Selected Mutants

From Flower Development, E Coen , Cell & Developmental Biology Department - JIC UK

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JIC Antirrhinum majus Mutant Collection

Over the past 40 years a collection of some 300 to 400 Antirrhinum majus stocks have been built up at John Innes. This collection is the result of intensive genetic studies and comprises various wild types as well as a range of mutants, mainly affecting flower pigmentation, shape or form.

Clicking on the pictures near the mutant descriptions will bring up the high resolution jpeg files for printing and personal use. Please note that all the pictures are protected by copyright and written permission is required for publication and commercial uses; please contact Lucy Copsey for details. Requesting stocks.

Wild Type

The wild type Antirrhinum flower consists of 4 whorls. The outer or 1st whorl comprises 5 sepals, whilst the second whorl is the corolla and consists of 5 lobes ( 2 dorsal, 2 lateral and 1 ventral) which are fused for part of their length to form a corolla tube. 4 stamens make up the 3rd whorl ( the 5th stamen is aborted to form a staminode) and in the centre are 2 united carpels with a style terminating in a stigmatic surface. The corolla of JI wild type lines is fully pigmented, magenta in colour, with a strong patch of yellow in the lip area.


Pigment e.g. alleles of the nivea and pallida genes


This gene is expressed at a very early stage in the biosynthetic pathway to anthocyanin production. Flowers of the null mutant are albino. However, mutants of different nivea lines have produced several independent allelic series. These are maintained in the collection and are the result of transposon activity. The unstable nivea-recurrens-98 line carries Tam3 inserted in the promoter region of the gene. This transposon is highly active and has produced a large number of nivea alleles which have been analysed both genetically and molecularly. They include : unstable, stable, semi dominant spatially patterned and dominant mutations. Independent nivea lines and their allelic series, caused by the activity of Tams 1, 2 or 4 have also been studied.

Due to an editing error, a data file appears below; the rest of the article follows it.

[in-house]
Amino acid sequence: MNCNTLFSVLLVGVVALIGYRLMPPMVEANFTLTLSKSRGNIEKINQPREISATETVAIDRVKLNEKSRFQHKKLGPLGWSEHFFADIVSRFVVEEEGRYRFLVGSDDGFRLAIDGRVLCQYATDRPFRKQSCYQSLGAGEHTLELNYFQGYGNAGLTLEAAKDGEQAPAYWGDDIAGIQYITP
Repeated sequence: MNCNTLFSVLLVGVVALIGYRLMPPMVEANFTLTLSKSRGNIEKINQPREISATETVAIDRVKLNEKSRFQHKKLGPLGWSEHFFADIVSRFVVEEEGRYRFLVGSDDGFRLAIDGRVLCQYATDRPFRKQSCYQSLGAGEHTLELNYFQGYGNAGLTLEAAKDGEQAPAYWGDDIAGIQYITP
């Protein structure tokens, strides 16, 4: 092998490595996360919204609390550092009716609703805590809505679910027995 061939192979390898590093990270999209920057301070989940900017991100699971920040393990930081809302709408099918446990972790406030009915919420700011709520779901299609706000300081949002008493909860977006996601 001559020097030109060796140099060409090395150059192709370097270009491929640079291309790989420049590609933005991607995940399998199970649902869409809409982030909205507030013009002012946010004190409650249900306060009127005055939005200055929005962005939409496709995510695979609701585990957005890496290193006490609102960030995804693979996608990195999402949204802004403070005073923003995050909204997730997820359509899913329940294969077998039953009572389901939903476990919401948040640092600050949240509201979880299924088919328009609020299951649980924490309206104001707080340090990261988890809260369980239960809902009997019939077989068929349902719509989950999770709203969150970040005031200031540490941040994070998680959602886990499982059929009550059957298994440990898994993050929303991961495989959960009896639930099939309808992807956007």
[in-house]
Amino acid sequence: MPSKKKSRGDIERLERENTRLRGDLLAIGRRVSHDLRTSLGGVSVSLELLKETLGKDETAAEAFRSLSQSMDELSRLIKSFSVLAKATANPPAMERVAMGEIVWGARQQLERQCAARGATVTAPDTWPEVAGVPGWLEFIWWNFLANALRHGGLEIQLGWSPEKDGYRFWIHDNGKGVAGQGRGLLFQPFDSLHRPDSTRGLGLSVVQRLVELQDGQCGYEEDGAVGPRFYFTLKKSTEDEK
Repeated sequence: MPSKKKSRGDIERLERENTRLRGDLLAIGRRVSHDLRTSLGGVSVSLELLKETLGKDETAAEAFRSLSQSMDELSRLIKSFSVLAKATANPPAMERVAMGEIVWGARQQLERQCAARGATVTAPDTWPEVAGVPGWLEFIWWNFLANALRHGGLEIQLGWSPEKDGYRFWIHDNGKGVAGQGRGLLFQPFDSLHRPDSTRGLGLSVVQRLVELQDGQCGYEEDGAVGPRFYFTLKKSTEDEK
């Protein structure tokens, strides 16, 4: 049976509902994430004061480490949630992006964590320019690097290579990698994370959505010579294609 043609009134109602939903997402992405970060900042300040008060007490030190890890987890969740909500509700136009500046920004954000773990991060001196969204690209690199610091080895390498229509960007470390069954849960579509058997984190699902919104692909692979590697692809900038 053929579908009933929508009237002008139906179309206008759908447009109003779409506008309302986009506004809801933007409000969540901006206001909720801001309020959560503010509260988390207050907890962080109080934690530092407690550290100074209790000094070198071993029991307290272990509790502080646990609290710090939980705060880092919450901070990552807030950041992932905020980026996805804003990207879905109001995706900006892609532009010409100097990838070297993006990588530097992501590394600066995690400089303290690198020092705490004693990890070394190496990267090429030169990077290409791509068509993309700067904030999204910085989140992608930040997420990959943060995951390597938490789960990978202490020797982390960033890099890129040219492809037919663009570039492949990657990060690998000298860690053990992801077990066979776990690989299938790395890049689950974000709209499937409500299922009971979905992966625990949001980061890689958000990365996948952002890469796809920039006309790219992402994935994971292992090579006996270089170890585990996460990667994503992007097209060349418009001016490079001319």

A gene that acts at a late stage in the same biosynthetic pathway as that of nivea. The unstable pallida-recurrens is due to the insertion of the transposable element Tam3 into the promotor region of the gene. The flowers are ivory with randomly distributed red sites and sectors where the transposon has excised somatically. Germinal excision has given rise to an allelic series that has been extensively studied.

Floral Homeotic e.g. floricaula, deficiens and plena


The vegetative growth and switch to that of the inflorescence is normal. However, instead of flowers being formed in the axil of each bract, a secondary shoot is formed. This shoot in turn produces bracts, within the axils of which further bract-bearing shoots are produced. There is also an unstable allele, floricaula-613.